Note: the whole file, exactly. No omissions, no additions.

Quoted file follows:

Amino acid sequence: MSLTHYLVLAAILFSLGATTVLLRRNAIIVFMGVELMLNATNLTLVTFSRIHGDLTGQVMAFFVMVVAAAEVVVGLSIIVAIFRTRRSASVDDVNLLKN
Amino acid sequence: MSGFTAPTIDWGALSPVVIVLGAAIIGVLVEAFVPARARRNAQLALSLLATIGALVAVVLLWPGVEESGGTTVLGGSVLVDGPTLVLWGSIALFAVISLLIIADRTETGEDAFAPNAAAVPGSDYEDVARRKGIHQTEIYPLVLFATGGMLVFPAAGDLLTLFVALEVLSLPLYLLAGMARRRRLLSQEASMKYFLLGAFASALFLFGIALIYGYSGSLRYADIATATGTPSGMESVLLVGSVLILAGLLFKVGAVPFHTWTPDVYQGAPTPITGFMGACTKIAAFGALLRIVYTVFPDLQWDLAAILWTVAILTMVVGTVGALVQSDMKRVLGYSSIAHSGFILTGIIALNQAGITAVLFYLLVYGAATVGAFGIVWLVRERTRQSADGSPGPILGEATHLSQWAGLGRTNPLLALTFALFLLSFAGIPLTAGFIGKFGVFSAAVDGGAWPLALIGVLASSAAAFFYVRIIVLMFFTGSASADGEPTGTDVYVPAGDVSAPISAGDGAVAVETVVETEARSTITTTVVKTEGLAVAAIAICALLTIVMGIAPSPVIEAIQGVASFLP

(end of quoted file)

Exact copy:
Amino acid sequence: MSLTHYLVLAAILFSLGATTVLLRRNAIIVFMGVELMLNATNLTLVTFSRIHGDLTGQVMAFFVMVVAAAEVVVGLSIIVAIFRTRRSASVDDVNLLKN
Amino acid sequence: MSGFTAPTIDWGALSPVVIVLGAAIIGVLVEAFVPARARRNAQLALSLLATIGALVAVVLLWPGVEESGGTTVLGGSVLVDGPTLVLWGSIALFAVISLLIIADRTETGEDAFAPNAAAVPGSDYEDVARRKGIHQTEIYPLVLFATGGMLVFPAAGDLLTLFVALEVLSLPLYLLAGMARRRRLLSQEASMKYFLLGAFASALFLFGIALIYGYSGSLRYADIATATGTPSGMESVLLVGSVLILAGLLFKVGAVPFHTWTPDVYQGAPTPITGFMGACTKIAAFGALLRIVYTVFPDLQWDLAAILWTVAILTMVVGTVGALVQSDMKRVLGYSSIAHSGFILTGIIALNQAGITAVLFYLLVYGAATVGAFGIVWLVRERTRQSADGSPGPILGEATHLSQWAGLGRTNPLLALTFALFLLSFAGIPLTAGFIGKFGVFSAAVDGGAWPLALIGVLASSAAAFFYVRIIVLMFFTGSASADGEPTGTDVYVPAGDVSAPISAGDGAVAVETVVETEARSTITTTVVKTEGLAVAAIAICALLTIVMGIAPSPVIEAIQGVASFLP